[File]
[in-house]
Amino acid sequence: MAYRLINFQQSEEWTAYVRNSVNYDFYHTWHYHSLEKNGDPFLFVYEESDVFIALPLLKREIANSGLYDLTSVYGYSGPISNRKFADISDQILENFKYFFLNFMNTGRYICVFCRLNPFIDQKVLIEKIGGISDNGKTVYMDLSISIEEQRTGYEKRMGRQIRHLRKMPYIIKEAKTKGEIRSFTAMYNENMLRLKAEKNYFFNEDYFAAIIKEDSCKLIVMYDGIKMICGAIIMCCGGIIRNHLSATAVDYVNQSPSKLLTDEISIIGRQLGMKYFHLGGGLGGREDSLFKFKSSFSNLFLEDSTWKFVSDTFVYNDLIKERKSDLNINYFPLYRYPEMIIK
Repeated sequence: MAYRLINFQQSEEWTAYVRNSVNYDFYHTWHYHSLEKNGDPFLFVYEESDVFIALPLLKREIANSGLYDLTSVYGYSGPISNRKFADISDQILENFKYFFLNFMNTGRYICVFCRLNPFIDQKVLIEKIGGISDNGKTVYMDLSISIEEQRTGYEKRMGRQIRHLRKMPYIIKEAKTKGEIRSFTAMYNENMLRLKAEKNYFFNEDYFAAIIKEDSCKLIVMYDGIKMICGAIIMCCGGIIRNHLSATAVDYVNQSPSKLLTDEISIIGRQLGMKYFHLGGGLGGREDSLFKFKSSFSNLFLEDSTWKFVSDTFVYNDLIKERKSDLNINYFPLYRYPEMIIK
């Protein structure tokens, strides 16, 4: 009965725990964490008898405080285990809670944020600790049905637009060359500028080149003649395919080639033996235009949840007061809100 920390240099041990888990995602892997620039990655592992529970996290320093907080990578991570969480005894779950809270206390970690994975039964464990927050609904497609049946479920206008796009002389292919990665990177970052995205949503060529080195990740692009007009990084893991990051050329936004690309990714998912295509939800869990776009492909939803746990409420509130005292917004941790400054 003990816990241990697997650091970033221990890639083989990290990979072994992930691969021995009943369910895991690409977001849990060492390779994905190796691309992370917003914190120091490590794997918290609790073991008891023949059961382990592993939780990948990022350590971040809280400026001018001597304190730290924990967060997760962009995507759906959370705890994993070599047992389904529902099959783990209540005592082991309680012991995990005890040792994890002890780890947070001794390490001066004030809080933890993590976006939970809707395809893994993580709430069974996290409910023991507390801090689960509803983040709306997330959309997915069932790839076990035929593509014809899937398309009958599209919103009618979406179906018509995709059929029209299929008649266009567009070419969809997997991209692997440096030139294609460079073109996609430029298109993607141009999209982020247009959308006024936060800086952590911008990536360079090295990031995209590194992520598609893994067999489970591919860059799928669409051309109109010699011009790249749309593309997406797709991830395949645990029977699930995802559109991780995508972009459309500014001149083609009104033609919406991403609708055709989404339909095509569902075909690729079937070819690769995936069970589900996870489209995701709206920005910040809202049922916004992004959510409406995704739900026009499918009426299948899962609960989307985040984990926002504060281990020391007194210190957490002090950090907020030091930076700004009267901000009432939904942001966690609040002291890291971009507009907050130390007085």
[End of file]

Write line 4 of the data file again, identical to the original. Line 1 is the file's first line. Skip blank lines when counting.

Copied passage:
């Protein structure tokens, strides 16, 4: 009965725990964490008898405080285990809670944020600790049905637009060359500028080149003649395919080639033996235009949840007061809100 920390240099041990888990995602892997620039990655592992529970996290320093907080990578991570969480005894779950809270206390970690994975039964464990927050609904497609049946479920206008796009002389292919990665990177970052995205949503060529080195990740692009007009990084893991990051050329936004690309990714998912295509939800869990776009492909939803746990409420509130005292917004941790400054 003990816990241990697997650091970033221990890639083989990290990979072994992930691969021995009943369910895991690409977001849990060492390779994905190796691309992370917003914190120091490590794997918290609790073991008891023949059961382990592993939780990948990022350590971040809280400026001018001597304190730290924990967060997760962009995507759906959370705890994993070599047992389904529902099959783990209540005592082991309680012991995990005890040792994890002890780890947070001794390490001066004030809080933890993590976006939970809707395809893994993580709430069974996290409910023991507390801090689960509803983040709306997330959309997915069932790839076990035929593509014809899937398309009958599209919103009618979406179906018509995709059929029209299929008649266009567009070419969809997997991209692997440096030139294609460079073109996609430029298109993607141009999209982020247009959308006024936060800086952590911008990536360079090295990031995209590194992520598609893994067999489970591919860059799928669409051309109109010699011009790249749309593309997406797709991830395949645990029977699930995802559109991780995508972009459309500014001149083609009104033609919406991403609708055709989404339909095509569902075909690729079937070819690769995936069970589900996870489209995701709206920005910040809202049922916004992004959510409406995704739900026009499918009426299948899962609960989307985040984990926002504060281990020391007194210190957490002090950090907020030091930076700004009267901000009432939904942001966690609040002291890291971009507009907050130390007085």